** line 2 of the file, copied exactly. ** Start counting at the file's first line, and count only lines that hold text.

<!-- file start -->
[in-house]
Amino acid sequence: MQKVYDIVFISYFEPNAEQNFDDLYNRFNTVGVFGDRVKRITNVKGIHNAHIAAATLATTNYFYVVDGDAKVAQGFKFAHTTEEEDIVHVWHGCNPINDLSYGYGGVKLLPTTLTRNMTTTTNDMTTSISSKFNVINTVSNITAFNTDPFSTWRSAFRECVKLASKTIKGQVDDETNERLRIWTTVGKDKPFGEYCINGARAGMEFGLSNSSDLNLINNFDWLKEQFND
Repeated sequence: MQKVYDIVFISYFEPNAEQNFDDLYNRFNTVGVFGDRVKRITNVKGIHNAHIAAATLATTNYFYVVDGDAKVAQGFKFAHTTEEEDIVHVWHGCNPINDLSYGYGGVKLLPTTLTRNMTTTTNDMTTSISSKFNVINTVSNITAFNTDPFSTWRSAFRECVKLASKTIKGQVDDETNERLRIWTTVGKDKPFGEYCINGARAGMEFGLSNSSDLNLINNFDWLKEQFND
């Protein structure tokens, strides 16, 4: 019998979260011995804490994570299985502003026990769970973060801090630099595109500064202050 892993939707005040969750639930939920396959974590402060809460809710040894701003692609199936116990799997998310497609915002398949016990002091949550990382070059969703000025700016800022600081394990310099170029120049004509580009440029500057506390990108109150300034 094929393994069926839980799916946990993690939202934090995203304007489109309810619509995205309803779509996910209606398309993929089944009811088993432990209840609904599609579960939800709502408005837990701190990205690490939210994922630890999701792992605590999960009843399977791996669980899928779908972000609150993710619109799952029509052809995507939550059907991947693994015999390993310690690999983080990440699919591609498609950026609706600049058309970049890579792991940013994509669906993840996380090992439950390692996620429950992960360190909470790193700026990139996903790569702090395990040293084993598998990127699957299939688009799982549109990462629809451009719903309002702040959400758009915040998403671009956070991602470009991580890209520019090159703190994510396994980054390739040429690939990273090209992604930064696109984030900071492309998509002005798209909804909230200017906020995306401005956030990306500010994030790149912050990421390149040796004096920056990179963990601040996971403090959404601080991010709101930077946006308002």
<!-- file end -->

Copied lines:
Amino acid sequence: MQKVYDIVFISYFEPNAEQNFDDLYNRFNTVGVFGDRVKRITNVKGIHNAHIAAATLATTNYFYVVDGDAKVAQGFKFAHTTEEEDIVHVWHGCNPINDLSYGYGGVKLLPTTLTRNMTTTTNDMTTSISSKFNVINTVSNITAFNTDPFSTWRSAFRECVKLASKTIKGQVDDETNERLRIWTTVGKDKPFGEYCINGARAGMEFGLSNSSDLNLINNFDWLKEQFND